Sunday, December 23, 2012
Coca Cola and Santa Claus
In Italy, the traditional gift-giver is La Befana, an elderly woman, sometimes referred to as a witch. A newer figure, Babbo Natale, is replacing La Befana in popular culture. Babbo Natale is modeled largely after the American Santa Claus although he is thinner and more patrician-looking.
The traditional gift-giver in France varies by region. In northern France the tradition is similar to that of Germany and Belgium. Pere Noel is also popular, a figure called Father Christmas in England, Scotland, Wales, and Ireland. In Southern France, children expect gifts from the baby Jesus, not an old man.
In western Europe, Father Christmas was the spirit of good cheer. He was well-fed, but not fat. He wore a fur-lined robe, but it was green, not red. All that changed in 1823 when the New York Sentinel published "A Visit from Saint Nicholas" by Clement Clark Moore. Moore's St. Nick was chubby and rode in a sleigh full of toys pulled by flying reindeer with Dutch names. Moore's St. Nick was also describes as an elf, a small man.
Other bits of the image and story of Santa Claus were added over the years including his living in the North Pole, being married, and coming down chimneys. But it wasn't until Thomas Nast's revised Santa appeared in a Coca Cola ad designed by Frank Mizen in 1930, that the modern version of Santa Claus was created.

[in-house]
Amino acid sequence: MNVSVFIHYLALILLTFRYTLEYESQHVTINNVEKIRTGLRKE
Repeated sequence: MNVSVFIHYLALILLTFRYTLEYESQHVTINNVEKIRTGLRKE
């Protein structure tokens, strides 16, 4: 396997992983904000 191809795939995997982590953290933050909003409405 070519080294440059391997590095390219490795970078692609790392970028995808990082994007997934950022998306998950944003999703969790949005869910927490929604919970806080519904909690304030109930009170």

Mizen's Santa dressed in Coca Cola colors - white, red, and black. He drank Coca Cola (not milk kids) while delivering toys. Illustrator Haddon Sundblom took Mizen's idea and turned it into a full-blown marketing campaign for Coca Cola from 1931-1964. Sundblom's Santa was playful, mischievous, and hungry (he was often depicted eating or looking for food in people's refrigerators).
What is fascinating to me is how most Americans have no idea that the Santa they celebrate today is not only a modern invention, he is the invention of a marketing department. Santa is much like the 'tradition' of giving a diamond engagement ring, which was never a tradition before the DeBeers cartel made it one in a marketing campaign. How many American traditions are born of marketing? Does this make the traditions all the more American because they are contrived by corporations or does this somehow take away from their magic? What are your thoughts?